Shichon puppies are sometimes called “teddy bear dogs” or “Zuchons”. They are a cross between the Shitzu and Bichon Frise breeds. They are small, usually 10-18 lbs, and have super fluffy coats which make them look bigger than they actually are.
In this post I will help you explore the different characteristics that make the Shichon breed unique.
First off, what is a designer dog? A designer dog is a cross between two pure breeds. The Shichon is a cross between the Shih Tzu and Bichon Frise breeds.
Designer breeds combine the best of both breeds. Registered, pure dog breeds are “mixed” on purpose to create designer breeds. Intentional mixing of breeds is done to optimize the best characteristics of each parent. Sometimes the dog may have more than two pure breeds in his bloodline, but unlike a mutt, the parent’s lineage can be identified.
As it turns out, most AKC registered breeds of today come from cross-breeding in years past. When crossing two breeds, breeders look for the strong qualities in the two breeds that they are looking to cross. Crossbreeding is often an attempt to reduce the incidence of certain hereditary problems found in the purebred breeds while retaining the more appealing traits of the two breeds being used.
“The purpose of creating designer crossbreeds is usually one or more of the following reasons:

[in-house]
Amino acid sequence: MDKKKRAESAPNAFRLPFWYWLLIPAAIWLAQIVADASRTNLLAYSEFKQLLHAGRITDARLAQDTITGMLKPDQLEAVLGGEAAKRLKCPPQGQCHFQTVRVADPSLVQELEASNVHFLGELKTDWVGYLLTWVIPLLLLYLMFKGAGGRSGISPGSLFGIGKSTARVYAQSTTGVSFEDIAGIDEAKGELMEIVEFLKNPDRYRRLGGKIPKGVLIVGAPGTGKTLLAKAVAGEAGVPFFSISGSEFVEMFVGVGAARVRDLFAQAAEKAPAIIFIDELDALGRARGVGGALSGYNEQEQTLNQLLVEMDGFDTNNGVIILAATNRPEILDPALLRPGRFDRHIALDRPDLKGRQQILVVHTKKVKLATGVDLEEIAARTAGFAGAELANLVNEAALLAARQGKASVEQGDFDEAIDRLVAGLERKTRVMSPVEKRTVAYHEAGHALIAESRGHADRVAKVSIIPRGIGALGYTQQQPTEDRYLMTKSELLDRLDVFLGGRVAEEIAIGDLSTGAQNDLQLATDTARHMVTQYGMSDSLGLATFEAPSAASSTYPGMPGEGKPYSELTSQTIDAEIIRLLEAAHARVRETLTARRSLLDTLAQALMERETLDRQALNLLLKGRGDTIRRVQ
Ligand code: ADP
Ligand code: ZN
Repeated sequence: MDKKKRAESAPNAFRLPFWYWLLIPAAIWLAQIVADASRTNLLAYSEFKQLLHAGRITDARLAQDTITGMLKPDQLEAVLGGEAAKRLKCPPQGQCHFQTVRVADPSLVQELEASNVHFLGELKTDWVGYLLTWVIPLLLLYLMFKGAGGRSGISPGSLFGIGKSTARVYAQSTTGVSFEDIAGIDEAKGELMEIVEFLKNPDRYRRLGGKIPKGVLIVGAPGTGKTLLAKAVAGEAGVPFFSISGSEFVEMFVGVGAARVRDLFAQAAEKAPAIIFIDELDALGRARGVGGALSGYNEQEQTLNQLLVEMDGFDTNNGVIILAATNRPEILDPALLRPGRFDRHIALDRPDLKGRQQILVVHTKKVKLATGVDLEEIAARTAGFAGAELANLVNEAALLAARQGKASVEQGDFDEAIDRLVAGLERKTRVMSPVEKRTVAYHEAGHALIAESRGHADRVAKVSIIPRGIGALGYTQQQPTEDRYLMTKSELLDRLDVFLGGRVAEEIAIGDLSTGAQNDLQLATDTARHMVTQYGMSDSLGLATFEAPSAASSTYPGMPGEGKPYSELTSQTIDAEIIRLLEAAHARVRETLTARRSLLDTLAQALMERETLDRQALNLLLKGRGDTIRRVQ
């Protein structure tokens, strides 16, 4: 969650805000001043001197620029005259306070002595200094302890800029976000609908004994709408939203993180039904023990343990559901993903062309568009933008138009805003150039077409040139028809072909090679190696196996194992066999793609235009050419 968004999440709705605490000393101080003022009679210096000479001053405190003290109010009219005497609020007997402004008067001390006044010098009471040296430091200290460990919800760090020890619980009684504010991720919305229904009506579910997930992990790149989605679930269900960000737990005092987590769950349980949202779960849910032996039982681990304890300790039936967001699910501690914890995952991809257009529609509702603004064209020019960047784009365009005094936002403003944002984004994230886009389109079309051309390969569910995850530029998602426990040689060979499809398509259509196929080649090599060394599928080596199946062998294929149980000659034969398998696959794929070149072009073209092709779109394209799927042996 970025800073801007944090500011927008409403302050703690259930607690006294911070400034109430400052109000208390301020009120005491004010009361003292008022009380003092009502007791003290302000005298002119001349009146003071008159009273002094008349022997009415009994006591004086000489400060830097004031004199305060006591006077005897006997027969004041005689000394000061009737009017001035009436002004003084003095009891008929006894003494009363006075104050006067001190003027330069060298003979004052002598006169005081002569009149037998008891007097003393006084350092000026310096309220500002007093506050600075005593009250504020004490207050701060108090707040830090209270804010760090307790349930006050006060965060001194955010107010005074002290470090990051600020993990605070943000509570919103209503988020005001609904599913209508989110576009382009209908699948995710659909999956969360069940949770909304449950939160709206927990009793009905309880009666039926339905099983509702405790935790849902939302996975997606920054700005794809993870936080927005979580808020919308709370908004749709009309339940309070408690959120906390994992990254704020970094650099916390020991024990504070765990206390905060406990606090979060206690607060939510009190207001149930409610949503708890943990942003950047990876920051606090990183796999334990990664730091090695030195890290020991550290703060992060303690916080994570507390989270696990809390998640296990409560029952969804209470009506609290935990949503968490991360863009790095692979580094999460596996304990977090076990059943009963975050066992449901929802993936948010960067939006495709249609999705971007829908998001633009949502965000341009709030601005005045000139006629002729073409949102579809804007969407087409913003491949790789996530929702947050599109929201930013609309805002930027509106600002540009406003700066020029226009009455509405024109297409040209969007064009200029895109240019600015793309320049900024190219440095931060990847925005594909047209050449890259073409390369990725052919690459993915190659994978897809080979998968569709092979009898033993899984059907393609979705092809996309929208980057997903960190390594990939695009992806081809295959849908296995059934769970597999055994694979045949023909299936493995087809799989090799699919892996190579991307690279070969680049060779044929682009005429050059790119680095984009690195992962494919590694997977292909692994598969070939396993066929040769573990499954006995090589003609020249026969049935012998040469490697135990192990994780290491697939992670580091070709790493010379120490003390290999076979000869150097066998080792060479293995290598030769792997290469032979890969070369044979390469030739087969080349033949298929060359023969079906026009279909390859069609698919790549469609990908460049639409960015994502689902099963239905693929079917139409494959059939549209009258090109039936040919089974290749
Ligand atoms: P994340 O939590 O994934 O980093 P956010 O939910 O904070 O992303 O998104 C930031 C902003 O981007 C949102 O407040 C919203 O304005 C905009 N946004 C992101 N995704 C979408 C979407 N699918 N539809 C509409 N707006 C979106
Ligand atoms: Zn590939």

The Shichon gives you the small size of the Shih Tzu and the friendly disposition of the Bichon Frise. Why choose between two wonderful dog breeds when you can have the best of both in one lovable pup? You don’t need to choose between your favorite breeds anymore. You can have it all in one! That’s the main appeal of designer dog breeds, and the Shichon is a perfect representative as the cross truly gives you a perfect mix of two popular breeds.
Regardless of your opinion on this matter, selecting a highly reputable breeder who carries out a range of appropriate health checks while providing high-quality care for puppies and parent dogs should always be a priority when adopting your next furry friend.
Did you know that when you own a Shih Tzu you own a little piece of Chinese history? Imperial breeders in the palace of the Chinese emperor developed the Shih Tzu (meaning “lion dog”) hundreds of years ago from Tibetan breeding stock. This breed is most likely the product of crosses of two even older breeds, the Sino-Tibetan breeds, the Lhaso Apso and the Pekingese.
For centuries the Shih Tzu dogs lived the life of royal lap warmers. This is interesting because the Shichon dog enjoys the opportunity to curl up and warm laps still today! So when your Shichon puppy curls up on your lap, you can consider yourself being treated as royalty!
The Shih Tzu breed remained hidden behind palace walls, virtually unknown to the rest of the world until the 1930’s. Breed clubs formed in Peking and later on England further refined the breed. But not without much debate among breed fanciers as to proper type. The Shih Tzu was entered into the AKC Stud Book in 1969.
Bichons are a member of the clan of little white dogs formally known as Barbichon types. (These include the Bolognese, Havanese and Maltese breeds.) It is thought that these ancient breeds began their modern-day development on Tenerife, the largest of the Canary Islands. One of these breeds became so popular with the island’s sailors that it was known as the Bichon Tenerife, named in part after the island. The Bichon Tenerife is the primary ancestor of today’s Bichon Frise.
Again, this breed’s association with royalty is interesting! They began their close association with European nobles sometime in the 13’th century. Most notably they endeared themselves to the royal courts of Spain, Italy and France.